I remember when Roe v. Wade was won, and opposition to the decision grew only with the bigotry of the Religious Right...Those nine justices didn't make their decision because they thought abortion was "right." No! They were made to do so by the people like us--people fighting for abortion rights. And we must struggle more. We refuse to have our movement hijacked by politicians.


AFTER REPRESENTATIVES from participating organizations had concluded their statements, the group began to march, chanting and holding signs. Chicago's State Street rang with chants of "Abortion is a human right, not just for the rich and white," "Back allies no more, abortion for the rich and poor," and "My body, my choice," as the marchers made their way to the Chicago Cultural Center.

Maisie, who had come to the counterprotest by herself, explained, "I have friends and family members who have had abortions and don't feel they can talk about it. So I am here for them. And I'm here because I was raped and if that rape had ended in a pregnancy I might have chosen to have an abortion. I think everyone has the right to decide for themselves without shame."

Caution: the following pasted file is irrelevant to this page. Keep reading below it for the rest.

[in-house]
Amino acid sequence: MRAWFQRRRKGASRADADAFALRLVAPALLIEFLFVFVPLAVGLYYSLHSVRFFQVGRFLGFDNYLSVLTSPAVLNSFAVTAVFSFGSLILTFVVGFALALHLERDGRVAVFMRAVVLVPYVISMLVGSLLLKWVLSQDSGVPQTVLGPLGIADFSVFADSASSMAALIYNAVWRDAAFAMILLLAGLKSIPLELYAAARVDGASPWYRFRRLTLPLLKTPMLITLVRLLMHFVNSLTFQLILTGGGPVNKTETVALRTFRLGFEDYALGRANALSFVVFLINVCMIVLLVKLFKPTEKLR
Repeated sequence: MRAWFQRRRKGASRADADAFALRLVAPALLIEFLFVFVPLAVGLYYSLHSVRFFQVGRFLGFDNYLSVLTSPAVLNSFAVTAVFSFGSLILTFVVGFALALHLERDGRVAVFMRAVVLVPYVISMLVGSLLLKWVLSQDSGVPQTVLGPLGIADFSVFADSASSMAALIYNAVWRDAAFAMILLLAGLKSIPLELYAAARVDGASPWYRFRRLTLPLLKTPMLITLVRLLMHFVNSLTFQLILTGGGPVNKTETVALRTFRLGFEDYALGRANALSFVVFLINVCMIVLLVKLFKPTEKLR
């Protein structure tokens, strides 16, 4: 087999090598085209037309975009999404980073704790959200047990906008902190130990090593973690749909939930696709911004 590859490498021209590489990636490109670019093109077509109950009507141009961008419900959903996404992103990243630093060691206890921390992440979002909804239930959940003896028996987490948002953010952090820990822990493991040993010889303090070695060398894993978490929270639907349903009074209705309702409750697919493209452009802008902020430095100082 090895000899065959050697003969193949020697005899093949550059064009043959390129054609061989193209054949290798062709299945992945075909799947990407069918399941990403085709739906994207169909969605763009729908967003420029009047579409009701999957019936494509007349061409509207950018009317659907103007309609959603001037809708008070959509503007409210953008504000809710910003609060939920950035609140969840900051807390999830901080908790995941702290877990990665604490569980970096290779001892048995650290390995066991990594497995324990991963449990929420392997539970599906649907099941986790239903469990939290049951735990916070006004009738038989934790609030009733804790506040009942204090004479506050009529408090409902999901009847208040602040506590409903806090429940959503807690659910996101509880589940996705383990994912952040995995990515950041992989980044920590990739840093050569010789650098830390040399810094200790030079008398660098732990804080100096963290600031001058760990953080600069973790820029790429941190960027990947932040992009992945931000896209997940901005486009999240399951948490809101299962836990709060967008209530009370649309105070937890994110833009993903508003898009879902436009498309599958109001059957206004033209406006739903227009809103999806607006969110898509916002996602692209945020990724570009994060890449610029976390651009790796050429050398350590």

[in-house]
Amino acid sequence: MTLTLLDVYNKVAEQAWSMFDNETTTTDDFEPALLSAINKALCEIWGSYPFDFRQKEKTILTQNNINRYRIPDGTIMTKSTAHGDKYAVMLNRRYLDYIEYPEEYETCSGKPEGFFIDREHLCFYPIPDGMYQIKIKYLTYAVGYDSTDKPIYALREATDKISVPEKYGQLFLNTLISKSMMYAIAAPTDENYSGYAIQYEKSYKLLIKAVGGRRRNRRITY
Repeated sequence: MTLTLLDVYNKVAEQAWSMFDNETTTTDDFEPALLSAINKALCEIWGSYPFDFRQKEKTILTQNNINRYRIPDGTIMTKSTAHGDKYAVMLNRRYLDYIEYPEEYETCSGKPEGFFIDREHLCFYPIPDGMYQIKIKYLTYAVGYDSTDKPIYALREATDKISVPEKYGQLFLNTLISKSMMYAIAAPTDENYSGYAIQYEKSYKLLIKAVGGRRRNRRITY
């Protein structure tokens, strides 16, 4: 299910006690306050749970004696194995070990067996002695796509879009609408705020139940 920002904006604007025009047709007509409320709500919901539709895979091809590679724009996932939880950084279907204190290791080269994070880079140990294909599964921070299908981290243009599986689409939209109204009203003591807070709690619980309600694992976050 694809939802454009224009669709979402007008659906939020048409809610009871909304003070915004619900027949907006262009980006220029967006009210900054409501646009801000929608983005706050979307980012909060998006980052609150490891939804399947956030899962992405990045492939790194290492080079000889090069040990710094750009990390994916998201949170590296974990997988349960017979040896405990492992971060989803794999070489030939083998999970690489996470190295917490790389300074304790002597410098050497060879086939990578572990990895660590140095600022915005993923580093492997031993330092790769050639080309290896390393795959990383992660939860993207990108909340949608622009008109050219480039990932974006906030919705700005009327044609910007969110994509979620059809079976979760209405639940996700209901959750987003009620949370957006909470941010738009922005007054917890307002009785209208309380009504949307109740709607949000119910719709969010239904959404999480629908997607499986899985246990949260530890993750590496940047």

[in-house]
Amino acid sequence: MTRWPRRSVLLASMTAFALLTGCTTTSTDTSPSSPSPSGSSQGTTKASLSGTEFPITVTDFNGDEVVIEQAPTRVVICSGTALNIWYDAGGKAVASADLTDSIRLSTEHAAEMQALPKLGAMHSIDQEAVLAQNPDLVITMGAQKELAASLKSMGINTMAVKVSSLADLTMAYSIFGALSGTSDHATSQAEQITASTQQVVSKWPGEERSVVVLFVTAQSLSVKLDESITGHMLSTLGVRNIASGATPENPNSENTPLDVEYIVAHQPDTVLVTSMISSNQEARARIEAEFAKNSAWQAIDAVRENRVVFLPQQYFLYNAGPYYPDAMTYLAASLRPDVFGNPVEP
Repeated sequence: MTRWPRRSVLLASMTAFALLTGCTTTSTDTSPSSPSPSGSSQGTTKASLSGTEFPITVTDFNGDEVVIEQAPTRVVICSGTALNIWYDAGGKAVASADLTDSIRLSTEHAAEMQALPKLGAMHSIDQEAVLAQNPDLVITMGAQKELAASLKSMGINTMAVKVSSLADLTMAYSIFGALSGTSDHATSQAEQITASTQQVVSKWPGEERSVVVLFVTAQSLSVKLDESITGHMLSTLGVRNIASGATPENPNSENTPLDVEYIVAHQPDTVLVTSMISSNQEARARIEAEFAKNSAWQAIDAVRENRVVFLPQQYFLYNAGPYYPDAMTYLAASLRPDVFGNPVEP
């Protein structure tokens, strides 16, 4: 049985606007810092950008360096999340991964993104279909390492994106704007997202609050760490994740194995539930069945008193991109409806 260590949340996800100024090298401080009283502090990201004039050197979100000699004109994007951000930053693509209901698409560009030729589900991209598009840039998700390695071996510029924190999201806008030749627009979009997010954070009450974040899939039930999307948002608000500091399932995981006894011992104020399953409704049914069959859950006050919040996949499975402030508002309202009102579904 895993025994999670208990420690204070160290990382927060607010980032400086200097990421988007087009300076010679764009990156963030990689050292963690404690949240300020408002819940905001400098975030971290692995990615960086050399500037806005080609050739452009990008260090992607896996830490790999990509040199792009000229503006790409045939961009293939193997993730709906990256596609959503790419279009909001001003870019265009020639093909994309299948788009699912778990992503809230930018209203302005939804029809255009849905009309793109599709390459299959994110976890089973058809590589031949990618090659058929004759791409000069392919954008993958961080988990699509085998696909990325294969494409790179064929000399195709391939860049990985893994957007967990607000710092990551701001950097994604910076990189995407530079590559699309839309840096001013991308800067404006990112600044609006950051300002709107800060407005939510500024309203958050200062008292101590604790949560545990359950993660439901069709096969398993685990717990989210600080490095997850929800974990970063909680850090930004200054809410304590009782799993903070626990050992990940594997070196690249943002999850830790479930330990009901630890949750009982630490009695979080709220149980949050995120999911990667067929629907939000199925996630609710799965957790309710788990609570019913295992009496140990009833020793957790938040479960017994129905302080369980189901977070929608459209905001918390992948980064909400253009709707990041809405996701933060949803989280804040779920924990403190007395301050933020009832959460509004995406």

For years the anti-choice movement has deliberately fostered and developed hard far-right elements within it. This was on display at the demonstration in Chicago when about eight members of the neo-Nazi group Patriot Front showed up with American flag bandanas and sunglasses covering their faces. They stood behind a banner on a corner across from the counterprotest.

Although tiny, the presence of open Nazi elements in showing up reflects both the confidence of the far-right under a Trump presidency and the urgent need to organize mass responses to their attempts to organize while they are still small to prevent their growth.

After the march ended, pro-choice activists met at the Chicago Cultural Center to wrap up and assess the day's action. The racist, classist, and sexist attitudes of the anti-choice movement, while not a majority opinion in the United States, must be treated seriously as threats. The protest of the March for Life helped ensure that their backward views did not go unopposed in Chicago--and reflects the need to organize a larger movement for reproductive justice in the streets.